bne IntelliNews – Turkey’s economic crisis may surpass 2001 disaster, says former IMF chief economist Rogoff

Turkey could be in danger of falling into a deeper economic crisis than the infamous 2001 disaster that required a bailout from the International Monetary Fund (IMF).

This is the opinion of Kenneth Rogoff, professor of economics at Harvard University, who was chief economist of the IMF between August 2001 and September 2003. In an interview with the Turkish economic daily Dunya, published on March 29, Rogoff noted that the country’s Erdogan administration did not raise interest rates when it should have done so to control inflation, while exacerbating the economic problems of Turkey by firing a series of central bank officials, including three governors. Turkish inflation reached 54% (although some academics who dispute official data calculate it to be 124%), while the Turkish lira, which lost 44% of its value against the dollar the last year was down about 10% year on year for Date. For Turkey, the impacts of the Ukraine crisis, including skyrocketing energy prices, additional food inflation and the expected loss of millions of Russian and Ukrainian tourists this year, threaten to overturn the camel’s back. But President Recep Tayyip Erdogan, who has made much of his political fortune relying on cheap credit, continues to stick to his unconventional “erdoganomic” economics, which prohibits interest rate hikes. interest even in the face of sky-high levels of inflation.

“At this stage, it is very difficult for Turkey to lower inflation without a serious increase in interest rates. Controlling inflation will indeed be painful, as interest rates have not been raised sooner and credibility has been damaged by the repeated layoffs of central bankers,” Rogoff told the newspaper.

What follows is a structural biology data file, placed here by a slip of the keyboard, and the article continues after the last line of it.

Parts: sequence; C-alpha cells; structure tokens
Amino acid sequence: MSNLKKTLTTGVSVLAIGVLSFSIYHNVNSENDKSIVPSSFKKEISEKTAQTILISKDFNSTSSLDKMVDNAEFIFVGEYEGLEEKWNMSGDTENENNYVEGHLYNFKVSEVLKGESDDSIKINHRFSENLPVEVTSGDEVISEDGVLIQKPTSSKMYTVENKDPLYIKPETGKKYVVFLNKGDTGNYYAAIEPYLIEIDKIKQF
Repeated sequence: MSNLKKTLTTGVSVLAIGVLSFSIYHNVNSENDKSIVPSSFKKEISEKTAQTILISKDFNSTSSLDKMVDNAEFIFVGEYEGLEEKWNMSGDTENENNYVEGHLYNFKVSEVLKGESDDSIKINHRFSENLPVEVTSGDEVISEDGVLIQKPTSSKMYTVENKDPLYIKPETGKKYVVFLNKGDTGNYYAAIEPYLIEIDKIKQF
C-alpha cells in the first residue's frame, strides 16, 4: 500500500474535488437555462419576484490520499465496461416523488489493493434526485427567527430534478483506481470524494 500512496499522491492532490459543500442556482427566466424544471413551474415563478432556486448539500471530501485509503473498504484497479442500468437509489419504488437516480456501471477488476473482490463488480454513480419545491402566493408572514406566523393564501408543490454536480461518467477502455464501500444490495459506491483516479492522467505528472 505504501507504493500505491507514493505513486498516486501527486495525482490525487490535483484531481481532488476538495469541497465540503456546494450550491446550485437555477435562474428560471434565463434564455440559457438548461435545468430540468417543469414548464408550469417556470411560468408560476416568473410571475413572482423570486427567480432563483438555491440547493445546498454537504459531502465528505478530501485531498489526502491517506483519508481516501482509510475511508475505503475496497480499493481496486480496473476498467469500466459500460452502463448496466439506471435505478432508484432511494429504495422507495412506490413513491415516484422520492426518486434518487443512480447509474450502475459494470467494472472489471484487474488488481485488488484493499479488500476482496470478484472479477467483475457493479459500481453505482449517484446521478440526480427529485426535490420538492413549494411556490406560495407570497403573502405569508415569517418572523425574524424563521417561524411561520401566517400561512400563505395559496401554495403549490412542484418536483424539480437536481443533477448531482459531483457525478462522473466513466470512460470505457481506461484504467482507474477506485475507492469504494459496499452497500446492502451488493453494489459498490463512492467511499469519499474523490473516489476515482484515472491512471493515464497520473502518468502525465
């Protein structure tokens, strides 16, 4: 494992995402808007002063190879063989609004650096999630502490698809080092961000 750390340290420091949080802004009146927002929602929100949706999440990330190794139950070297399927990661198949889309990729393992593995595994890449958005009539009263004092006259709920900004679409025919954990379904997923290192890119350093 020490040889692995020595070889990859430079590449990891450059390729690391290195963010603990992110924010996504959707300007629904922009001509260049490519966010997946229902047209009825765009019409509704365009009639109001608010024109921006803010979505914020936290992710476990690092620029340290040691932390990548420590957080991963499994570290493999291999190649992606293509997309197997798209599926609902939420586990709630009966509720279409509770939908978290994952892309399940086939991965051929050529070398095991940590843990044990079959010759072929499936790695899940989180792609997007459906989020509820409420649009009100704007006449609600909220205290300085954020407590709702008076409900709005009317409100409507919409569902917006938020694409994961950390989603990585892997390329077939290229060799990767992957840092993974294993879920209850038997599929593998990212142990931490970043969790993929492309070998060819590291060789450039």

He added: “Turkey could be heading for a worse economic crisis than two decades ago, but if the global growth and interest rate environment is still favorable enough despite the war, there is still time to prevent the economy from making a hard landing.”

After the IMF bailout was completed two decades ago, Erdogan promised that Turkey would never return headlong to the international financial institution again.

Official consumer price inflation in Turkey is expected to reach 61.5% in March, according to the median estimate of 17 institutions polled by Reuters last week. Inflation could slow to 54% by the end of the year, the poll also indicates.

“High inflation eventually dampens real GDP growth over the long term. It’s not good for Turkey, in the long run,” BlueBay Asset Management strategist Timothy Ash told CNBC in an interview last week.[Ergodan] leads extremely hot economy. If you’re not prepared to slow the economy down with rate hikes, you may get short bursts of very high GDP growth, but ultimately the economy will come down to earth with a pretty big boom. .

“What’s really worrying right now is this level of depreciation, this pressure on inflation,” Ash continued. “The fear is that this will cause a wider lack of confidence in the banking and financial system. The world you see is running on banks, and that’s the game-changer for Turkey…if that happens, then Turkey is headed for a major systemic crisis.

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